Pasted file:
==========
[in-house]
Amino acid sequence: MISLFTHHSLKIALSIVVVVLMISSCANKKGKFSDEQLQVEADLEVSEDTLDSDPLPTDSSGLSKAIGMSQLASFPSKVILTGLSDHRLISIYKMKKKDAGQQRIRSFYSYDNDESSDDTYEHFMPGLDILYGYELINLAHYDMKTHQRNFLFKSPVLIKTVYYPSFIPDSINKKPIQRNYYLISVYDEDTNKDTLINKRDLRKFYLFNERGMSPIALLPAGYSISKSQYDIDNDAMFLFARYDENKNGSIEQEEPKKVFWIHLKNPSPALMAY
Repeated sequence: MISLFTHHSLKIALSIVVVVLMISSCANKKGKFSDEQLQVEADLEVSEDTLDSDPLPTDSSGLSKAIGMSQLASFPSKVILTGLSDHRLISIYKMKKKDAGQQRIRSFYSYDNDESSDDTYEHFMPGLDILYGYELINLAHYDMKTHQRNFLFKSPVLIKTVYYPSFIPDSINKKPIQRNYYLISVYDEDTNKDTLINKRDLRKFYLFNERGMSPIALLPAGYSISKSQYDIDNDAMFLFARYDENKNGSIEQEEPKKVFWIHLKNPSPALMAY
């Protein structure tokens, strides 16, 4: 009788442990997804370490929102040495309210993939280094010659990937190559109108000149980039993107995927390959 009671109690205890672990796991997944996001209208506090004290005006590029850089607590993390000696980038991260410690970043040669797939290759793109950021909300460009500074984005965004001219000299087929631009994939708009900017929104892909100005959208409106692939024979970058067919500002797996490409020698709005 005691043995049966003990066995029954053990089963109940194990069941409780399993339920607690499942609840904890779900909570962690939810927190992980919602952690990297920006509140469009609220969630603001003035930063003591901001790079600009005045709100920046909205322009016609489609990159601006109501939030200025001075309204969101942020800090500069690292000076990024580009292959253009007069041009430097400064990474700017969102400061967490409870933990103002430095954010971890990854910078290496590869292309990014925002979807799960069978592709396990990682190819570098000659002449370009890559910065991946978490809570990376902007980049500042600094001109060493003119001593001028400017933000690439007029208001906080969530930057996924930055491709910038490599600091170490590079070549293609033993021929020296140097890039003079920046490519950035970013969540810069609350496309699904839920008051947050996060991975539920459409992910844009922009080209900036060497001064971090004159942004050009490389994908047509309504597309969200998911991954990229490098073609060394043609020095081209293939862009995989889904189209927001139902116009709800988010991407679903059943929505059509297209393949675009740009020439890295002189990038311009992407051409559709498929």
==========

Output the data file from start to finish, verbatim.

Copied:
[in-house]
Amino acid sequence: MISLFTHHSLKIALSIVVVVLMISSCANKKGKFSDEQLQVEADLEVSEDTLDSDPLPTDSSGLSKAIGMSQLASFPSKVILTGLSDHRLISIYKMKKKDAGQQRIRSFYSYDNDESSDDTYEHFMPGLDILYGYELINLAHYDMKTHQRNFLFKSPVLIKTVYYPSFIPDSINKKPIQRNYYLISVYDEDTNKDTLINKRDLRKFYLFNERGMSPIALLPAGYSISKSQYDIDNDAMFLFARYDENKNGSIEQEEPKKVFWIHLKNPSPALMAY
Repeated sequence: MISLFTHHSLKIALSIVVVVLMISSCANKKGKFSDEQLQVEADLEVSEDTLDSDPLPTDSSGLSKAIGMSQLASFPSKVILTGLSDHRLISIYKMKKKDAGQQRIRSFYSYDNDESSDDTYEHFMPGLDILYGYELINLAHYDMKTHQRNFLFKSPVLIKTVYYPSFIPDSINKKPIQRNYYLISVYDEDTNKDTLINKRDLRKFYLFNERGMSPIALLPAGYSISKSQYDIDNDAMFLFARYDENKNGSIEQEEPKKVFWIHLKNPSPALMAY
């Protein structure tokens, strides 16, 4: 009788442990997804370490929102040495309210993939280094010659990937190559109108000149980039993107995927390959 009671109690205890672990796991997944996001209208506090004290005006590029850089607590993390000696980038991260410690970043040669797939290759793109950021909300460009500074984005965004001219000299087929631009994939708009900017929104892909100005959208409106692939024979970058067919500002797996490409020698709005 005691043995049966003990066995029954053990089963109940194990069941409780399993339920607690499942609840904890779900909570962690939810927190992980919602952690990297920006509140469009609220969630603001003035930063003591901001790079600009005045709100920046909205322009016609489609990159601006109501939030200025001075309204969101942020800090500069690292000076990024580009292959253009007069041009430097400064990474700017969102400061967490409870933990103002430095954010971890990854910078290496590869292309990014925002979807799960069978592709396990990682190819570098000659002449370009890559910065991946978490809570990376902007980049500042600094001109060493003119001593001028400017933000690439007029208001906080969530930057996924930055491709910038490599600091170490590079070549293609033993021929020296140097890039003079920046490519950035970013969540810069609350496309699904839920008051947050996060991975539920459409992910844009922009080209900036060497001064971090004159942004050009490389994908047509309504597309969200998911991954990229490098073609060394043609020095081209293939862009995989889904189209927001139902116009709800988010991407679903059943929505059509297209393949675009740009020439890295002189990038311009992407051409559709498929």